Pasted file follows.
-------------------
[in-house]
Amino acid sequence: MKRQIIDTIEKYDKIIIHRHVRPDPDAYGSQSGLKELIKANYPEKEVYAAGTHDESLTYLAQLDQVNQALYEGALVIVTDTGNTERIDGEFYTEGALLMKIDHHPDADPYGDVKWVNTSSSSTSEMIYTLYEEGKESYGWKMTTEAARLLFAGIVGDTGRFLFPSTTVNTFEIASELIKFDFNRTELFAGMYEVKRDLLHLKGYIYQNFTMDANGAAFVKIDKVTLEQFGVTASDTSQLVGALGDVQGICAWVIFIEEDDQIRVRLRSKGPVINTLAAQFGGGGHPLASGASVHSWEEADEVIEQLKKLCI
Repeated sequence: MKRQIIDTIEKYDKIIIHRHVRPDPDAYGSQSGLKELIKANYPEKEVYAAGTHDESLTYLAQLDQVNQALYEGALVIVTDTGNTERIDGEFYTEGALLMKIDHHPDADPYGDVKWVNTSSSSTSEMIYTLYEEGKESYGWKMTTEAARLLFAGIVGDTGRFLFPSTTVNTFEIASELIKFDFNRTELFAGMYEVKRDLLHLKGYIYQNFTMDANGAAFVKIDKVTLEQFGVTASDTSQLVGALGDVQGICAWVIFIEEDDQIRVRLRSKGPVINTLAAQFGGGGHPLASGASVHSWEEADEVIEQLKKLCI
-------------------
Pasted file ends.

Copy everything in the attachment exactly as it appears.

[in-house]
Amino acid sequence: MKRQIIDTIEKYDKIIIHRHVRPDPDAYGSQSGLKELIKANYPEKEVYAAGTHDESLTYLAQLDQVNQALYEGALVIVTDTGNTERIDGEFYTEGALLMKIDHHPDADPYGDVKWVNTSSSSTSEMIYTLYEEGKESYGWKMTTEAARLLFAGIVGDTGRFLFPSTTVNTFEIASELIKFDFNRTELFAGMYEVKRDLLHLKGYIYQNFTMDANGAAFVKIDKVTLEQFGVTASDTSQLVGALGDVQGICAWVIFIEEDDQIRVRLRSKGPVINTLAAQFGGGGHPLASGASVHSWEEADEVIEQLKKLCI
Repeated sequence: MKRQIIDTIEKYDKIIIHRHVRPDPDAYGSQSGLKELIKANYPEKEVYAAGTHDESLTYLAQLDQVNQALYEGALVIVTDTGNTERIDGEFYTEGALLMKIDHHPDADPYGDVKWVNTSSSSTSEMIYTLYEEGKESYGWKMTTEAARLLFAGIVGDTGRFLFPSTTVNTFEIASELIKFDFNRTELFAGMYEVKRDLLHLKGYIYQNFTMDANGAAFVKIDKVTLEQFGVTASDTSQLVGALGDVQGICAWVIFIEEDDQIRVRLRSKGPVINTLAAQFGGGGHPLASGASVHSWEEADEVIEQLKKLCI